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Orphans from Ukraine find open homes and hearts in local families

May 29, 2008, 0:00 3398 Author: Amber Baker www.reporterherald.com After three trips to Ukraine during the adoption processes for their three children Kris and Clarke Stoesz recognized the desperate situation of many of the orphans there. This experience really opened their eyes to the children that are left behind

Before Kris and Clarke Stoesz started the Ukraine Orphan Outreach, the Berthoud couple had long desired to adopt several children. They had two biological children, who were teenagers, but they wanted to expand their family. “We always wanted a large family,” said Clarke. “But both of us worked full time, and day care was so expensive.”

When they decided to adopt, they found themselves drawn to the plight of the older orphans of Ukraine. “We thought to adopt from China at first, but God led us to Ukraine,” Kris said. The Stoeszes found Ukraine appealing for many reasons.

The chief reason is the no preselection clause, which means they were not matched with a child immediately after being approved. Instead, they were able to visit Ukrainian orphanages and meet the children in a group and select a child from the group.

At $18,000 per child — and only an additional $3,000 if two are adopted at the same time — they also found it more affordable than adopting from other countries, which can run more than $30,000.

Also, they appreciated that the Ukrainian government doesn’t attach additional fees.

In 2003, the Stoeszes brought home their newly adopted daughter, Natalie, who was 3 at the time.

They had initially intended to bring back two elementary-age children from Ukraine.

But Natalie stole their hearts.In 2005, they adopted 7-year-old Luke, now 10, and his 9-year-old biological sister Rhya, who is now 13.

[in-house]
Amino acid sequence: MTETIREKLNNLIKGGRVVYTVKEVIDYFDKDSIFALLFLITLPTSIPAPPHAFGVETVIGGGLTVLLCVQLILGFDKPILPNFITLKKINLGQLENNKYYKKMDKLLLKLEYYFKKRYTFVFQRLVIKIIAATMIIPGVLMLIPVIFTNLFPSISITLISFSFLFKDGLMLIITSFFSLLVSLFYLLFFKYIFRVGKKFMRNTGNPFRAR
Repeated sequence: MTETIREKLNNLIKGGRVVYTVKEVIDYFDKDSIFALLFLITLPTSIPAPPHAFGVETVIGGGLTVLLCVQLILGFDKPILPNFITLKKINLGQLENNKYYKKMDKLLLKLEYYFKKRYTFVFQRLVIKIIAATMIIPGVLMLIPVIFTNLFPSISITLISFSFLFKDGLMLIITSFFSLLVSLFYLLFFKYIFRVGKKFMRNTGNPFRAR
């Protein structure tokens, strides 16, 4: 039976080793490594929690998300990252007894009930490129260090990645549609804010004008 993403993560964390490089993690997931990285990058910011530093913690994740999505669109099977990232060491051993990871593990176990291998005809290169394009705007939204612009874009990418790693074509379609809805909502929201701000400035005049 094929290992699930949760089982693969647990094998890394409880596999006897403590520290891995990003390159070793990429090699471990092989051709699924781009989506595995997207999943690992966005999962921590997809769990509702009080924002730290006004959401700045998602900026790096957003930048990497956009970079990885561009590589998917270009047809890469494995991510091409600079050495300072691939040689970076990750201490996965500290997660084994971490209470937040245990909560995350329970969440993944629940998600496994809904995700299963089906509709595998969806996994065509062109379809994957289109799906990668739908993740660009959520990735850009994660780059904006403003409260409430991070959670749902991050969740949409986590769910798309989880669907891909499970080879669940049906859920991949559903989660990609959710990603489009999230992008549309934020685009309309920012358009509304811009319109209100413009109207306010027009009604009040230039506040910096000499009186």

None of the children spoke any English when the Stoeszes adopted them, but they picked it up rapidly, the parents said. “They picked up about 15 words a day,” Clarke said. “The language barrier wasn’t even an issue,” Kris said.

Heart for the Orphans

Before the adoptions, the Stoeszes were orphan advocates, cooperating in various organizations’ summer hosting camps. After three trips to Ukraine during the adoption processes for their three children, they recognized the desperate situation of many of the orphans there. Of Ukraine’s 100,000 orphans, only 10 percent are actually parentless. The rest have been given up by parents who were unwilling or unable to raise them, Clarke said.

After a child reaches the age of 5, his or her chance of being adopted dramatically decreases. At 16, the youths are thrust out on their own.

With no family support and no training or education, 60 percent of girls turn to prostitution, while 70 percent of boys have run-ins with the law and end up incarcerated, Clarke said. About 10 percent later commit suicide. “The experience was life-changing,” said Kris. “It really opened our eyes to the children that are left behind, and we have it in our hearts to hopefully help as many of them as we can.” “We feel really strongly as Christians it’s our obligation to do as James 1:27 says and care for the orphans,” Clarke said. To this end, the Stoeszes teamed up with Angie and Eric Carman of Loveland and in 2007 formed their own nonprofit organization, Ukraine Orphan Outreach.